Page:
Tell your story

This is a page from my book, “A Survival Guide for New Consultants”

“Without any intentional, fancy way of adjusting yourself, to express yourself as you are is the most important thing.”

Zen Master Shunryu Suzuki

Assuming that you work for yourself or a small consulting firm, when you first meet a prospect, you’ll eventually have to tell a little story about your business. You’ll need to talk about the services you provide, and hopefully you can share some success stories. You should also highlight anything that makes your company different from the competition.

The important point here is that you should be prepared to tell the story of your consulting business and service. Just like any other public presentation, you shouldn’t make this stuff up on the fly. It’s a presentation, and it should be well rehearsed.

At Mission Data, my story was very simple, and went like this:

“I got a degree in Aerospace Engineering from Texas A&M University, and after working on DoD and NASA projects, I realized that I loved computing. I moved to Kentucky in 1993, worked for another consulting firm for three years, and then started Mission Data in 1996 to focus on software development.”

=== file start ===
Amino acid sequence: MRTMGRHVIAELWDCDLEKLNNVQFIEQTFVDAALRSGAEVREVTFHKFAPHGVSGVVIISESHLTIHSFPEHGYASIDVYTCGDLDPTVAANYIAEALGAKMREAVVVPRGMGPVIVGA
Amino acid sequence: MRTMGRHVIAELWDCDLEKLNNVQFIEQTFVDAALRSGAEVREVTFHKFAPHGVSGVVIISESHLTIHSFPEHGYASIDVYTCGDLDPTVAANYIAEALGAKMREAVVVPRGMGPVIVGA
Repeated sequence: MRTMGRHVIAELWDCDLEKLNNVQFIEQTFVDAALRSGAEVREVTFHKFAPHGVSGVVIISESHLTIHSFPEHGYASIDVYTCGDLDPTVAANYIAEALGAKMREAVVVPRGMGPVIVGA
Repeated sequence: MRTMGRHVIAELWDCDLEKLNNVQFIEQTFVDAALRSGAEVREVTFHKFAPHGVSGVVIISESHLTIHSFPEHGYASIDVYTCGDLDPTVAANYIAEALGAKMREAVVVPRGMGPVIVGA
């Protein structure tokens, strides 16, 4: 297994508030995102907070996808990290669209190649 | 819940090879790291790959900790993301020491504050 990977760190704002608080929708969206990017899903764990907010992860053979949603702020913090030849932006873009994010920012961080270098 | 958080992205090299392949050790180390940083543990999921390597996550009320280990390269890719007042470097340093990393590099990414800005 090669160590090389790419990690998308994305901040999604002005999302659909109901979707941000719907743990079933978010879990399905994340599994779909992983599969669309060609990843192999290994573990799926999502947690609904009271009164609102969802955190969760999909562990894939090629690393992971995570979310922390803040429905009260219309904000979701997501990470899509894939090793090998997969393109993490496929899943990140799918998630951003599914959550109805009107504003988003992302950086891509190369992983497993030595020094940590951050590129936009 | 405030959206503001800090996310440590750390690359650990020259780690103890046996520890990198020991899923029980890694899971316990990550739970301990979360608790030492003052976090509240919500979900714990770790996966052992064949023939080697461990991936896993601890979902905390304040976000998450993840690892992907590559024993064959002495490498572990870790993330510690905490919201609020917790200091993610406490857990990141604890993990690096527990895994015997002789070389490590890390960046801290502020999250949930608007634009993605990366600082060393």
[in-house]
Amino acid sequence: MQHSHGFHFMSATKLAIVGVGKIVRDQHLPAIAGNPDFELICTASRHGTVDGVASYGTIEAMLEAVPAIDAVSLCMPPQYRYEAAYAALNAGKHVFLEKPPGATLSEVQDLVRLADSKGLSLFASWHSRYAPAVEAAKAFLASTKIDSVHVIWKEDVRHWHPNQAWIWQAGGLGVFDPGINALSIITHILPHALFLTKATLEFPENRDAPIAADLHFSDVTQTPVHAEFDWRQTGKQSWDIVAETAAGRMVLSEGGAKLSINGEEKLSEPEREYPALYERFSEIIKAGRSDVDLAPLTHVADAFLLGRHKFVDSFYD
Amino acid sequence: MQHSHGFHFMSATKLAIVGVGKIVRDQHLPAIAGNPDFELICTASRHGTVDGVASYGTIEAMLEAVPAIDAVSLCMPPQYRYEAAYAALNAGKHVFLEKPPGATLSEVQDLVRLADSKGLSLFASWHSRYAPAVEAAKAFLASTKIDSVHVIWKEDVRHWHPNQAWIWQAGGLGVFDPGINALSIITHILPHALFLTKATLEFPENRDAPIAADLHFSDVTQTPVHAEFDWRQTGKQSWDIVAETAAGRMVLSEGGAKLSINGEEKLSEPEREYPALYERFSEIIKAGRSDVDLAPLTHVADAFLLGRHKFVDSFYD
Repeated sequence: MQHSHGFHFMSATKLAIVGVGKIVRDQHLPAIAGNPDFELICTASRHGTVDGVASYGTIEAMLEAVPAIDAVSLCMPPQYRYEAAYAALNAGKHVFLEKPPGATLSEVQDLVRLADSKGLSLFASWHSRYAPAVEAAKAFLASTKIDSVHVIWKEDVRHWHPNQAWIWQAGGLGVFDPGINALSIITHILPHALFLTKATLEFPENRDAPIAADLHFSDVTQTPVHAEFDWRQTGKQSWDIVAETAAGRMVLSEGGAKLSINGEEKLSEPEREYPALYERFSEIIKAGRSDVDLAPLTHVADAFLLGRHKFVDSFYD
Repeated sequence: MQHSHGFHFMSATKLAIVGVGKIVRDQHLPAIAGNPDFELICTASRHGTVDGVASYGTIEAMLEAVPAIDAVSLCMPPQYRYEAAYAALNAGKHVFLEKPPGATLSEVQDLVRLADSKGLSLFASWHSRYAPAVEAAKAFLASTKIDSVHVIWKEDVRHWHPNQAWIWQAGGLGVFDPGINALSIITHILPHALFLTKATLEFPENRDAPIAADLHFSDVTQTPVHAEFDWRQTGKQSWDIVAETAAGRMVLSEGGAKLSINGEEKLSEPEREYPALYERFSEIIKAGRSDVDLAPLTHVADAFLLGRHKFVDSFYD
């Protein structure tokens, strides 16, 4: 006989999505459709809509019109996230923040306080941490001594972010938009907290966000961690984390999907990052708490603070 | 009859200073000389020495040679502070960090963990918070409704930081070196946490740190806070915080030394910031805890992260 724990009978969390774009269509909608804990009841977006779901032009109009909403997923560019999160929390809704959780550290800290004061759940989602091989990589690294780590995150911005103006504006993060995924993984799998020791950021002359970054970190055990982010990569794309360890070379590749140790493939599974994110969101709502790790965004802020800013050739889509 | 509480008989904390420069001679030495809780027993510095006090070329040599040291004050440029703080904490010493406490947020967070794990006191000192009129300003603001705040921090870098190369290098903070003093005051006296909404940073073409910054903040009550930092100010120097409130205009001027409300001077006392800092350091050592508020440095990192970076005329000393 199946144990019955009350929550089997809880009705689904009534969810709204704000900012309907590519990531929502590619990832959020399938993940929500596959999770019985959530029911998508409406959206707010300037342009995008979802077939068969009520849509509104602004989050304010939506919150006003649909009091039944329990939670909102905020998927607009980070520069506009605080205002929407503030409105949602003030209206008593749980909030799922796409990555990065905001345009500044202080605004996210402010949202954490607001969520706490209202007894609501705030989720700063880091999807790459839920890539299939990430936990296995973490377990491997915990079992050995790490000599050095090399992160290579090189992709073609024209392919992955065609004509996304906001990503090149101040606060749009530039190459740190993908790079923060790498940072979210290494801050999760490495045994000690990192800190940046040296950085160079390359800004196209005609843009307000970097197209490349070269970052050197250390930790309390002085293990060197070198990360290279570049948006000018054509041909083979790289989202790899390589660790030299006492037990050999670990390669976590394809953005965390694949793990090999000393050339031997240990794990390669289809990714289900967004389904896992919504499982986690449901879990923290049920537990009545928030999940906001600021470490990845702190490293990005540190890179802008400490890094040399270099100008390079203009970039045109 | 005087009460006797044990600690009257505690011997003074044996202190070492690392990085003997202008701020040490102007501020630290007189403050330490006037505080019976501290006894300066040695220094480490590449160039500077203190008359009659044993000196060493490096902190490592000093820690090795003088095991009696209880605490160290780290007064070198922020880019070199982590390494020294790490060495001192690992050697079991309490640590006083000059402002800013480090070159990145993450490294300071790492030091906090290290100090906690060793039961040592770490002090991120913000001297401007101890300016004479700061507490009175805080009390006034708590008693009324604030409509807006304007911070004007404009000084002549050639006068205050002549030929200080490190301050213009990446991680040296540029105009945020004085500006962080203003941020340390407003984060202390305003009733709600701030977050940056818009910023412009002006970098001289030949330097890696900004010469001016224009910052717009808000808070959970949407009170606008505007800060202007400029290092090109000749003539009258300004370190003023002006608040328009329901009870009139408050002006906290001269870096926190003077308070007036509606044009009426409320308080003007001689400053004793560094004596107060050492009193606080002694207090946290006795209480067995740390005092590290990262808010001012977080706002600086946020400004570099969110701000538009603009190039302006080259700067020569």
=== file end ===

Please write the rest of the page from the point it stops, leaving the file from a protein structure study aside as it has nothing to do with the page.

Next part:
At that point I’d talk about the advantages of our firm, the people we hired, and other projects I thought were relevant to the current prospect. (As a funny side story, I intentionally never told people why I moved to Kentucky, and to a person they almost always asked why. This was a method I used to see if they were really listening.)

If your company is involved in your local community, I recommend saying something about that. For instance, we used to offer free seminars on the newest programming techniques, so I often told prospects about those, and invited them to an upcoming seminar if we had one planned. Can you imagine why I thought this was a good idea. If so, take a few moments to jot down your reasons.

books i’ve written